One of the claims that this mission was supposed to do, was to encourage excitement among the younger generation for the space sciences. This was iterated several times by the Prime Minister himself. Looking at the number of people online today, I believe that ISRO should have presented their stuff online in a much more better way than has been  done. For this historic launch too, everything has been left for the media to piece and stitch together. I believe mediapersons were given a grand tour of the launch site at Sriharikota, but nothing significant has come out of it.

There are a few people working though. Times of India’s Srinivas Laxman’s coverage (see related stories for the latest) has been outstanding, though not well timed with the launch. NDTV’s Pallava Bagla, who also co-wrote a book has some excellent coverage and a good dedicated website for India’s Moon Yatra.

In the CitizenSpace efforts to popularize Chandrayaan I launch, my friend, Raghunandan (Planetary Society, India) constant pleas for material on Chandrayaan almost fell on deaf ears. The electronic data that he now has in his hands is, in his words, “quite awesome”. He is now in transit, trying to get an unofficial glimpse of the Chandrayaan I launch. He hasn’t been able to put the content online but will be happy to forward the material to you after the launch. Catch him on his email id – planetarysocietyindia (at) gmail (dot) com. 

I am also planning to carry a series of articles on how students today can benefit from Chandrayaan I’s launch on October 22 in a series of six articles on the SEDS India blog. To sign off, the media is the best place to catch the latest action in the Chandrayaan I launch arena. I’ve tried my best to try and get some of the content online and I accept, failed but I hope the lessons I have learnt enroute will help me in future launches.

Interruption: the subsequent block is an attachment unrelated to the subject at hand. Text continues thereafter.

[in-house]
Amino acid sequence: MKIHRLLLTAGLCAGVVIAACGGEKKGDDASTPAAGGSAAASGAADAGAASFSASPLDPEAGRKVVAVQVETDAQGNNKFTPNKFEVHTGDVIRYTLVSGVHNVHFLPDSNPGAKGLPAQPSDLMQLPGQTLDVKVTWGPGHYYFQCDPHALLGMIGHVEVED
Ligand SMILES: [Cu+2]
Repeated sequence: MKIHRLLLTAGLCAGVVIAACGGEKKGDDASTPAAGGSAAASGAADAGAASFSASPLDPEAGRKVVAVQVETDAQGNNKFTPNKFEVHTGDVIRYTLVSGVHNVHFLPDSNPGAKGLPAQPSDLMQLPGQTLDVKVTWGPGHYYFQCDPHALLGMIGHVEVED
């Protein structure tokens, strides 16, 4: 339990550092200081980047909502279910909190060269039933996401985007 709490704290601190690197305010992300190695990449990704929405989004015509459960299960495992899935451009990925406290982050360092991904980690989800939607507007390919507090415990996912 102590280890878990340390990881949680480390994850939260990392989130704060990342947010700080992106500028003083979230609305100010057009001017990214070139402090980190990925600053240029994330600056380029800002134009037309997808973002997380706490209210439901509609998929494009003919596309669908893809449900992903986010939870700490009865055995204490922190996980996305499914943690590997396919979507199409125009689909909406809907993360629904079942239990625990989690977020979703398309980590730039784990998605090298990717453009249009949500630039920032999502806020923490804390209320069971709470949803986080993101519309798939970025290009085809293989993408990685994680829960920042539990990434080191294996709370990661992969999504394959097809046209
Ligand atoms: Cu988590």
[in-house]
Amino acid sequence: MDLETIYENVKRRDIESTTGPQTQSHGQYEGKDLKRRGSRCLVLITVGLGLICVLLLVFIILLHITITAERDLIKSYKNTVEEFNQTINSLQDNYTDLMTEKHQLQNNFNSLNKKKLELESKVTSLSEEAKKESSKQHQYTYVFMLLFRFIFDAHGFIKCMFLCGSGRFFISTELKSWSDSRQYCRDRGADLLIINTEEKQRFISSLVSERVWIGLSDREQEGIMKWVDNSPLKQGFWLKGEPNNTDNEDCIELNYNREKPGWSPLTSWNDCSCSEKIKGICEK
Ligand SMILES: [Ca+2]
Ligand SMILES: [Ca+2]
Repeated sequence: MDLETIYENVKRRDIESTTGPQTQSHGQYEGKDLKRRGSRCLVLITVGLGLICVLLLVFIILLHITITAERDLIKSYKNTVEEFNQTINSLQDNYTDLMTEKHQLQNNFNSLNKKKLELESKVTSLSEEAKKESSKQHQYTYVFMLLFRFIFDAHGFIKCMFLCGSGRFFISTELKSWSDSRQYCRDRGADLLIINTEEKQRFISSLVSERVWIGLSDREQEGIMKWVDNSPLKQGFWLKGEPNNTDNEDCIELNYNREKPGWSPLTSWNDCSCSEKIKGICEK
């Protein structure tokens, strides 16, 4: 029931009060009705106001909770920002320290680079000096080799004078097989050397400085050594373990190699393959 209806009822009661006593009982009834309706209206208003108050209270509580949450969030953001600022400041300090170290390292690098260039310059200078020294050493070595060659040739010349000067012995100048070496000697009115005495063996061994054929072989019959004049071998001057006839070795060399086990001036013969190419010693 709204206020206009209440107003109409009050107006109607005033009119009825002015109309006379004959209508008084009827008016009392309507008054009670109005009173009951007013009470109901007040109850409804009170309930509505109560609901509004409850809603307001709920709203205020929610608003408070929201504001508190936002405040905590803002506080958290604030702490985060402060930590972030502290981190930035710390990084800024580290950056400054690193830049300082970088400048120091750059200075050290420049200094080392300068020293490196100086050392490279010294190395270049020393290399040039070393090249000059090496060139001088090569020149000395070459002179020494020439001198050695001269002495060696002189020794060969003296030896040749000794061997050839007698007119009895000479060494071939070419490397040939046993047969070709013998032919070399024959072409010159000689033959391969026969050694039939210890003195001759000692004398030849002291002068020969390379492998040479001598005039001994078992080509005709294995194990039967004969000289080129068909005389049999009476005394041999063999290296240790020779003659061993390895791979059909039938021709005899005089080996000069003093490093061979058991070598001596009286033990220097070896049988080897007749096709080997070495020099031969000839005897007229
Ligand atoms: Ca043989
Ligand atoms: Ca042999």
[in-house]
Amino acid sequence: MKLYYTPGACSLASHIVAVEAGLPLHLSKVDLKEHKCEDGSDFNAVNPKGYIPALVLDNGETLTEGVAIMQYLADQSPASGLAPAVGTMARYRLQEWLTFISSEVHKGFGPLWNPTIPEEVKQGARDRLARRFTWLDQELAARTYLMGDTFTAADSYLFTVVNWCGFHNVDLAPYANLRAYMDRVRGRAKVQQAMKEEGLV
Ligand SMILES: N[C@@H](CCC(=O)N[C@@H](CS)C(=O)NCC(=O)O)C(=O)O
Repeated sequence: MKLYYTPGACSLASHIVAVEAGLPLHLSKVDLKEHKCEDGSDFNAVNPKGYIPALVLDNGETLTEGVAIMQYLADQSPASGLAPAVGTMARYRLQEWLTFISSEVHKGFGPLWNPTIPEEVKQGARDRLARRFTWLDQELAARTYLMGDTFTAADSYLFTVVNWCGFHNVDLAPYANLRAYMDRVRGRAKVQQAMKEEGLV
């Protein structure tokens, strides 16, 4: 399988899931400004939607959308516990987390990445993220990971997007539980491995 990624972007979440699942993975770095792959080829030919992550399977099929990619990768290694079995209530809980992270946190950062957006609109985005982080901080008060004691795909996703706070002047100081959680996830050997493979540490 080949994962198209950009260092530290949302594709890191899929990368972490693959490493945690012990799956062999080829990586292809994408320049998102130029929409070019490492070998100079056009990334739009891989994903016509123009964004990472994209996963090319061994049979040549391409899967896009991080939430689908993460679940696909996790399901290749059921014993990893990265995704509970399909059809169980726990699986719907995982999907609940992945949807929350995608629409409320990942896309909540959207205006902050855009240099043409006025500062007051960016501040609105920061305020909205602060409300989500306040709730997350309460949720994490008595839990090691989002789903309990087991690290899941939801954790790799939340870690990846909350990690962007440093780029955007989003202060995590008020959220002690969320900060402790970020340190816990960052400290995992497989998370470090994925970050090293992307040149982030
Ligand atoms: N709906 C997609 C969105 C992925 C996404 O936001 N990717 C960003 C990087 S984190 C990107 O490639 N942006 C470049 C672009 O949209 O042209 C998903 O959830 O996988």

Black Hole, Beresheet and Block 5

On the eve of Yuri’s Night of 2019, a bunch of things happened around the letter B. Hence, the title of this post. All had a space connection.

B for Black Hole

Scientists from a group of scientists funded by America’s National Science Foundation released the first “image” of a black hole. The image was pieced together (this TED talk by Katie Bouman talks about how) using data collected by radio telescopes from North America, South America, Europe and Antarctica called the Event Horizon Telescope. Vasudevan Mukunth provided a nice background before the announcement on The Wire.


Scientists have obtained the first image of a black hole, using Event Horizon Telescope observations of the center of the galaxy M87. The image shows a bright ring formed as light bends in the intense gravity around a black hole that is 6.5 billion times more massive than the Sun. This long-sought image provides the strongest evidence to date for the existence of supermassive black holes and opens a new window onto the study of black holes, their event horizons, and gravity. Credit: Event Horizon Telescope Collaboration